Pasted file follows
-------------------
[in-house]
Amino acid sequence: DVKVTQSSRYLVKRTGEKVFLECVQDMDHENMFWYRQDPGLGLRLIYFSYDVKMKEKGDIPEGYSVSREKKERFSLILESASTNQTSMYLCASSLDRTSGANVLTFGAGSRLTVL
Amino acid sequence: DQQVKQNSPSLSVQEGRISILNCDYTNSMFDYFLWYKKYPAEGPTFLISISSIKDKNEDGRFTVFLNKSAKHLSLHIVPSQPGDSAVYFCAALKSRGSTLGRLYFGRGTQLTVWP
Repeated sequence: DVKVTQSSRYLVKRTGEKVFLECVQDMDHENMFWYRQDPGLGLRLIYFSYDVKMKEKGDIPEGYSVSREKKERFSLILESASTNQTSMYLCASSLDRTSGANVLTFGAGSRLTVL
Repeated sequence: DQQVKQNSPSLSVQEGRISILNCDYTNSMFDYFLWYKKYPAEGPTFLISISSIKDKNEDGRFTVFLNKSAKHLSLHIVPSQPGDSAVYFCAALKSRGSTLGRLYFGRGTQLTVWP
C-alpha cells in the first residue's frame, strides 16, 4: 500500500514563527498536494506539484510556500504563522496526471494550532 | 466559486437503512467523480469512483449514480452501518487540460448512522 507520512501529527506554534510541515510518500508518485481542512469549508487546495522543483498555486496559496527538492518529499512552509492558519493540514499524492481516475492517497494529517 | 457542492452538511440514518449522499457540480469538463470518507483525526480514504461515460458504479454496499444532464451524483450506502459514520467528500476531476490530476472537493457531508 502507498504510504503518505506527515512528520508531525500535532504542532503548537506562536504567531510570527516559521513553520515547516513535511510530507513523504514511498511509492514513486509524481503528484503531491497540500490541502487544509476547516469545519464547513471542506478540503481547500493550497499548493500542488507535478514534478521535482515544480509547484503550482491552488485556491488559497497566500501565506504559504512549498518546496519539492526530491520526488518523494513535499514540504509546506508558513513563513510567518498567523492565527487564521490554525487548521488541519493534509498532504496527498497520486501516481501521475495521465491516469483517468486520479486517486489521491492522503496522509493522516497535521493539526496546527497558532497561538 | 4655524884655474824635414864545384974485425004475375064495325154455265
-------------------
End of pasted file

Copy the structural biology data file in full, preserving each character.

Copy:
[in-house]
Amino acid sequence: DVKVTQSSRYLVKRTGEKVFLECVQDMDHENMFWYRQDPGLGLRLIYFSYDVKMKEKGDIPEGYSVSREKKERFSLILESASTNQTSMYLCASSLDRTSGANVLTFGAGSRLTVL
Amino acid sequence: DQQVKQNSPSLSVQEGRISILNCDYTNSMFDYFLWYKKYPAEGPTFLISISSIKDKNEDGRFTVFLNKSAKHLSLHIVPSQPGDSAVYFCAALKSRGSTLGRLYFGRGTQLTVWP
Repeated sequence: DVKVTQSSRYLVKRTGEKVFLECVQDMDHENMFWYRQDPGLGLRLIYFSYDVKMKEKGDIPEGYSVSREKKERFSLILESASTNQTSMYLCASSLDRTSGANVLTFGAGSRLTVL
Repeated sequence: DQQVKQNSPSLSVQEGRISILNCDYTNSMFDYFLWYKKYPAEGPTFLISISSIKDKNEDGRFTVFLNKSAKHLSLHIVPSQPGDSAVYFCAALKSRGSTLGRLYFGRGTQLTVWP
C-alpha cells in the first residue's frame, strides 16, 4: 500500500514563527498536494506539484510556500504563522496526471494550532 | 466559486437503512467523480469512483449514480452501518487540460448512522 507520512501529527506554534510541515510518500508518485481542512469549508487546495522543483498555486496559496527538492518529499512552509492558519493540514499524492481516475492517497494529517 | 457542492452538511440514518449522499457540480469538463470518507483525526480514504461515460458504479454496499444532464451524483450506502459514520467528500476531476490530476472537493457531508 502507498504510504503518505506527515512528520508531525500535532504542532503548537506562536504567531510570527516559521513553520515547516513535511510530507513523504514511498511509492514513486509524481503528484503531491497540500490541502487544509476547516469545519464547513471542506478540503481547500493550497499548493500542488507535478514534478521535482515544480509547484503550482491552488485556491488559497497566500501565506504559504512549498518546496519539492526530491520526488518523494513535499514540504509546506508558513513563513510567518498567523492565527487564521490554525487548521488541519493534509498532504496527498497520486501516481501521475495521465491516469483517468486520479486517486489521491492522503496522509493522516497535521493539526496546527497558532497561538 | 4655524884655474824635414864545384974485425004475375064495325154455265